Friday Lenovo spokesperson Jay Chen revealed that the company is entering the video game arena with the launch of a motion-sensing console. Called the eBox, the device will be the result of a spin-off company named Beijing eedoo Technology Ltd., and is expected to hit retail shelves in China first. The name may eventually change however, as it may cause confusion with the open source unified network server for SMEs with the same name.
According to Chen, the new gaming console was first developed internally by Lenovo. "We saw game consoles as an area with growth potential," he said. A team of 40 software engineers was created to develop the initial prototype using motion-control technology similar to Microsoft's Kinect for the Xbox 360. The group was then was sectioned off to become the separate, dedicated company.
With that said, Beijing eedoo Technology's upcoming eBox isn't slated for drug store discount shelves (as in those lined with the "As Seen on TV" products, the Zone 40 and Xtreme Fit "consoles"). Instead, it intends to compete with the big boys--namely Nintendo, Microsoft and Sony. Still, the eBox will set its sights on the casual player rather than hardcore gamers--similar to Nintendo's Wii console.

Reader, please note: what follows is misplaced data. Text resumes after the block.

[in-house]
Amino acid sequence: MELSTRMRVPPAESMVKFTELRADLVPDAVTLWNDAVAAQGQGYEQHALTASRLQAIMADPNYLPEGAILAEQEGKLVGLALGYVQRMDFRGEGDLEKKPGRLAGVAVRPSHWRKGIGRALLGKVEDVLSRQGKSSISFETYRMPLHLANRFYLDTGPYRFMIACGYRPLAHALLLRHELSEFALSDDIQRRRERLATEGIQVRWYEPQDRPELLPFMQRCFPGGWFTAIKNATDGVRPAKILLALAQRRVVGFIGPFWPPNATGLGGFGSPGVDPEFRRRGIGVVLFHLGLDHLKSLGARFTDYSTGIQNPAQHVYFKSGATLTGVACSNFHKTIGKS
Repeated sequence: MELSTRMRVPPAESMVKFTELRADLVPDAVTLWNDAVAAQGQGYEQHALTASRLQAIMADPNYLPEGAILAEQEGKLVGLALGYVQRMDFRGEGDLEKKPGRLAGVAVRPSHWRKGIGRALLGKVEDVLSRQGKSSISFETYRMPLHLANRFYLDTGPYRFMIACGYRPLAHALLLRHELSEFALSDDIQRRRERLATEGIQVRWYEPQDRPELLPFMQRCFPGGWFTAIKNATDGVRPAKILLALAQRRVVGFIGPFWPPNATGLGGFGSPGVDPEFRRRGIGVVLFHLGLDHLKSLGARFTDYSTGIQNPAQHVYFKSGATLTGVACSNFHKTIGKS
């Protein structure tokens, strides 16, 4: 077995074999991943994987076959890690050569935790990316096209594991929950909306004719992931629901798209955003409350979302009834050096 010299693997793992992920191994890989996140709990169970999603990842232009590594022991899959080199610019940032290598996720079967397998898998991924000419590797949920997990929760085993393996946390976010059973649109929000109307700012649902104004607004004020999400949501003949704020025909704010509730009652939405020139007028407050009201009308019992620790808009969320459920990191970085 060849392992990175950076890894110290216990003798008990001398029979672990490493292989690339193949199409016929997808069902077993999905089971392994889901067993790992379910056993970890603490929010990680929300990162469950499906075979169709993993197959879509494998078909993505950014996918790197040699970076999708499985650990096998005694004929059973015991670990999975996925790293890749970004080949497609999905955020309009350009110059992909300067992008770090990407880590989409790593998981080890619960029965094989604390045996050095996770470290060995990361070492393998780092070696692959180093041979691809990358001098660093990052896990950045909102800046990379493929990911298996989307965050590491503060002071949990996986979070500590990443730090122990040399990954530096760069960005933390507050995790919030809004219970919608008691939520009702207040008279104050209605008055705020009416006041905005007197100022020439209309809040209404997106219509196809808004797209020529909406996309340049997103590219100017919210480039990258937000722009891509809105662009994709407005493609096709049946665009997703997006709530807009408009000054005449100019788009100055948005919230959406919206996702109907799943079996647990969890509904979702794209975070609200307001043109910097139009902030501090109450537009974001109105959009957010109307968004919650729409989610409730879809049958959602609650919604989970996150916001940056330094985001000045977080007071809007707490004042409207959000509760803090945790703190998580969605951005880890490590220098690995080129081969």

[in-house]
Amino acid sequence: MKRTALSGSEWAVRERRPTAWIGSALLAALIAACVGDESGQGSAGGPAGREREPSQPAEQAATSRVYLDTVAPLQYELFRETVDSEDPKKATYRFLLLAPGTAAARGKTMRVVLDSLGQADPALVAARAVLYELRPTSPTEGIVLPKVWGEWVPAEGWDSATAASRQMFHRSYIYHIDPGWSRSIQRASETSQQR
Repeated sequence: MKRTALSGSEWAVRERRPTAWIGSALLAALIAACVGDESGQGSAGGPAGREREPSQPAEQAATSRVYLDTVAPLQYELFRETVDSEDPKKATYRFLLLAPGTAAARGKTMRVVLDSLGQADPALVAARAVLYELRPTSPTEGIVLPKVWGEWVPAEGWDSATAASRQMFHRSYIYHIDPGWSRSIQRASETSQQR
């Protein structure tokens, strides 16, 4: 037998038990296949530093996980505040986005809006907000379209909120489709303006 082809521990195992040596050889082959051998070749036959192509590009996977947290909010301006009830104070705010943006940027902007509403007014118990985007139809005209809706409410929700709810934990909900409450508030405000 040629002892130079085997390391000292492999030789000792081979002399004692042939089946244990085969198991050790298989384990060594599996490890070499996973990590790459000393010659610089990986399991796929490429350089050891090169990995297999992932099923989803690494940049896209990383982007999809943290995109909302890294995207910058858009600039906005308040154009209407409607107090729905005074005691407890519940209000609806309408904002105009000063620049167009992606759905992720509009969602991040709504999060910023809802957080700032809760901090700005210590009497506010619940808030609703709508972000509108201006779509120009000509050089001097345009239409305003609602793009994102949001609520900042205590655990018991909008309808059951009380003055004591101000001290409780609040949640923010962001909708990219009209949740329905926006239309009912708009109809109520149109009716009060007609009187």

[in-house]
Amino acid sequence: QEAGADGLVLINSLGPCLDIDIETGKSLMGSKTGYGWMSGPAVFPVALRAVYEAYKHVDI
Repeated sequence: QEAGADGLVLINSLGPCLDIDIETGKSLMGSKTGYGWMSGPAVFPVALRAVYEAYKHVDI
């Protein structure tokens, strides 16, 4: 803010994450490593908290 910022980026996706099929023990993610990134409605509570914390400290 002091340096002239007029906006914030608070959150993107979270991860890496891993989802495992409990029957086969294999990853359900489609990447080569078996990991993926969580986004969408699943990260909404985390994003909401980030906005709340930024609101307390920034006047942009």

"Our product is designed for family entertainment," said Beijing eedoo Technology president Jack Luo. "eBox may not have exquisite game graphics, or extensive violence, but it can inspire family members to get off the couch and get some exercise."
The new console is expected to hit China in November, and then go mainstream sometime in Q1 2011. The eBox is also slated to cost higher than the Nintendo Wii, but may possibly be slightly lower in cost than the Xbox 360 (retailing at $299.99). The eBox will also have around 30 free games when it finally hits the market.
"I expect more than 1 million eBox's may be sold annually after the first two to three years," Luo said.